Family and business – a winning combination?

The United Kingdom has always been a rich and vibrant incubator for entrepreneurs. People from all walks of life with big ideas. But entrepreneurialism isn’t just reserved for the big tech, rocket-building individuals of the world. Oh no. In fact, entire families have been quietly building empires for many generations. A recent survey found the UK boasts 4.8 million family-run companies, employing 13.9 million people and contributing £575 billion to the UK economy (Source: Oxford Economics)

No doubt you will have heard of some of the UK’s biggest family-owned companies –

  • JCB
  • Frasers Group (owners of House of Fraser, Sports Direct, Evans Cycles, Jack Wills, Sofa.com to name a few)
  • Dyson
  • Pentland Group (owners of Speedo, Berghaus and Lacoste)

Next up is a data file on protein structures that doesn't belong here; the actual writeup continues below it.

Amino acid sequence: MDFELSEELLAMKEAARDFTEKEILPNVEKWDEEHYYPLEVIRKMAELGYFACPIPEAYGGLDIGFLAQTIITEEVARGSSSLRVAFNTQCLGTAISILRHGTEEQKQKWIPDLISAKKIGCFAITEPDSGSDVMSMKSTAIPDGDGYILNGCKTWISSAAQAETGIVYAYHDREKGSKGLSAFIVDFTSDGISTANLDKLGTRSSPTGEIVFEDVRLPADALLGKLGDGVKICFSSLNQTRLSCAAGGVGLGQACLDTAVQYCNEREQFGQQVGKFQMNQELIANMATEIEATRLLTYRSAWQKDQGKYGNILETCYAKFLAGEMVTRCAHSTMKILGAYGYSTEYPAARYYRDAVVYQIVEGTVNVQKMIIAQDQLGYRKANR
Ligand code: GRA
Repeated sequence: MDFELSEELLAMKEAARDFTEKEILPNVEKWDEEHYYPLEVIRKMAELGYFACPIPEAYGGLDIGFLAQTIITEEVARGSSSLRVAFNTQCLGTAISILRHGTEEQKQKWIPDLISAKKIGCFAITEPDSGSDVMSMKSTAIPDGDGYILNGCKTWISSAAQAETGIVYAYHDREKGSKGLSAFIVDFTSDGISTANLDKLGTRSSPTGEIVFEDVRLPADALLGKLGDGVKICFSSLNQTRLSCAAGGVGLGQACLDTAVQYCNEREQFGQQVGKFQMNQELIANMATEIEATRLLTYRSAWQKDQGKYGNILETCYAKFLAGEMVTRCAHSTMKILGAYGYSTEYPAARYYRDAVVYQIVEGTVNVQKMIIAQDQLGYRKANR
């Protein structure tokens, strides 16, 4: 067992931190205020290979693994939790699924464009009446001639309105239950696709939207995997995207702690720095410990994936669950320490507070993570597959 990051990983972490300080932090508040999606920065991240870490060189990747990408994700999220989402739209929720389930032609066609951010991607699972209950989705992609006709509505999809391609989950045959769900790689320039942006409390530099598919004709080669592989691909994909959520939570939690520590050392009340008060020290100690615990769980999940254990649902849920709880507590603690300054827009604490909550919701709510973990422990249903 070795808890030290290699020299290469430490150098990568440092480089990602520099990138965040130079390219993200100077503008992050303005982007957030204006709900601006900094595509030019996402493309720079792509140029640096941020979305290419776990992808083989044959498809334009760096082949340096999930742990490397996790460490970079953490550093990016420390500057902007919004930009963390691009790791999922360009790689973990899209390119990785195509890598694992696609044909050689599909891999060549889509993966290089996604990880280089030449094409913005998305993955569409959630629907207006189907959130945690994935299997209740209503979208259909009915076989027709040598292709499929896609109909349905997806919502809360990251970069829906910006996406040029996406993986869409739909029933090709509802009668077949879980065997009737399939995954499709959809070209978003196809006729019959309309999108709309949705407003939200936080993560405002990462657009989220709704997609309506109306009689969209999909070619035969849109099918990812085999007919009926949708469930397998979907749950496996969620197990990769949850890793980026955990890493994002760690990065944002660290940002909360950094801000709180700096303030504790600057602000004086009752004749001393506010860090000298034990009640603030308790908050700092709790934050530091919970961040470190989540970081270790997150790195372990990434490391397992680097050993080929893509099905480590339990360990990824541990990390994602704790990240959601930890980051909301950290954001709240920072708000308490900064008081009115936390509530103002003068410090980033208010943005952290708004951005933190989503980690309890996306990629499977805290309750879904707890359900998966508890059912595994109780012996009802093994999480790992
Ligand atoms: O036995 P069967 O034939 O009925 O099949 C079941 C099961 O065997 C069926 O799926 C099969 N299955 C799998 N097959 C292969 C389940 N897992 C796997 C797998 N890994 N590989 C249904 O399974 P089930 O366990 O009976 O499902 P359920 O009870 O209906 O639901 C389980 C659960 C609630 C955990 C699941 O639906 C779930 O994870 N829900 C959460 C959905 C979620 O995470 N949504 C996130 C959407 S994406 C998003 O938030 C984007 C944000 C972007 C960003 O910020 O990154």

• Boparan Group (owners of Carluccios, Gourmet Burger Kitchen and Ed’s Diner)

But you might ask yourself, how can businesses which have seen such huge success and who have grown beyond all recognition still consider themselves family firms? Surely they eventually become just like any other large corporate business, no?

Let’s break down the success of firms like these and explore why their ‘family-ness’ has made them skyrocket compared to other ‘non’ family businesses. These reasons are also what make the UK a great place to do business for family-run companies coming in from overseas.

Born out of necessity

If you trace back the roots of any family business, more often than not their beginnings were accidental. Perhaps someone in the family had a problem and couldn’t find a decent solution already on the market. So they decided to do it themselves. Or maybe they were heavily involved in the local community and realised there was a desperate need for a certain service or product.